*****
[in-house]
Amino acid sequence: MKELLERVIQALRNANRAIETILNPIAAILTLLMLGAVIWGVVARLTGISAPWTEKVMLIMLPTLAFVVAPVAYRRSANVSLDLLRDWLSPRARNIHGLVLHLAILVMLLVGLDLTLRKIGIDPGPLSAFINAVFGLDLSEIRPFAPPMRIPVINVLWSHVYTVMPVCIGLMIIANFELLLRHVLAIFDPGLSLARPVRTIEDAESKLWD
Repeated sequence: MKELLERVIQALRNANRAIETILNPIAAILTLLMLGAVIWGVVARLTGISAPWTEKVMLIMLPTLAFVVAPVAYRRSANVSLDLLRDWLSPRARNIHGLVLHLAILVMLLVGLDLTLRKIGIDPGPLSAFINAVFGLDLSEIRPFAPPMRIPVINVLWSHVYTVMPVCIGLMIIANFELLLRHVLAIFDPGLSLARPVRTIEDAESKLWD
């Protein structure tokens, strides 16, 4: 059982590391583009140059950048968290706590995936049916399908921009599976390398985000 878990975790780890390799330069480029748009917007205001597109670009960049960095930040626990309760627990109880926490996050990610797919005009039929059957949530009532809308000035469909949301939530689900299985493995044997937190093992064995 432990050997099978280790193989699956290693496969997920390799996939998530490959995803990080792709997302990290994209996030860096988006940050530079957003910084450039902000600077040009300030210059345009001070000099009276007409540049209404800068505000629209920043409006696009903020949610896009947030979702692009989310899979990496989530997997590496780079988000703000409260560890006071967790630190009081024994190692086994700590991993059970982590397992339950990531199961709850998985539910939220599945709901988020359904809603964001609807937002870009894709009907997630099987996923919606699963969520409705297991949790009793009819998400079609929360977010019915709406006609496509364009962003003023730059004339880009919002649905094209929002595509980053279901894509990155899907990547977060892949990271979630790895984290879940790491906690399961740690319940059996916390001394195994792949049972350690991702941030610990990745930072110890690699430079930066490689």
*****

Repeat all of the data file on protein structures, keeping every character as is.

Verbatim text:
[in-house]
Amino acid sequence: MKELLERVIQALRNANRAIETILNPIAAILTLLMLGAVIWGVVARLTGISAPWTEKVMLIMLPTLAFVVAPVAYRRSANVSLDLLRDWLSPRARNIHGLVLHLAILVMLLVGLDLTLRKIGIDPGPLSAFINAVFGLDLSEIRPFAPPMRIPVINVLWSHVYTVMPVCIGLMIIANFELLLRHVLAIFDPGLSLARPVRTIEDAESKLWD
Repeated sequence: MKELLERVIQALRNANRAIETILNPIAAILTLLMLGAVIWGVVARLTGISAPWTEKVMLIMLPTLAFVVAPVAYRRSANVSLDLLRDWLSPRARNIHGLVLHLAILVMLLVGLDLTLRKIGIDPGPLSAFINAVFGLDLSEIRPFAPPMRIPVINVLWSHVYTVMPVCIGLMIIANFELLLRHVLAIFDPGLSLARPVRTIEDAESKLWD
């Protein structure tokens, strides 16, 4: 059982590391583009140059950048968290706590995936049916399908921009599976390398985000 878990975790780890390799330069480029748009917007205001597109670009960049960095930040626990309760627990109880926490996050990610797919005009039929059957949530009532809308000035469909949301939530689900299985493995044997937190093992064995 432990050997099978280790193989699956290693496969997920390799996939998530490959995803990080792709997302990290994209996030860096988006940050530079957003910084450039902000600077040009300030210059345009001070000099009276007409540049209404800068505000629209920043409006696009903020949610896009947030979702692009989310899979990496989530997997590496780079988000703000409260560890006071967790630190009081024994190692086994700590991993059970982590397992339950990531199961709850998985539910939220599945709901988020359904809603964001609807937002870009894709009907997630099987996923919606699963969520409705297991949790009793009819998400079609929360977010019915709406006609496509364009962003003023730059004339880009919002649905094209929002595509980053279901894509990155899907990547977060892949990271979630790895984290879940790491906690399961740690319940059996916390001394195994792949049972350690991702941030610990990745930072110890690699430079930066490689």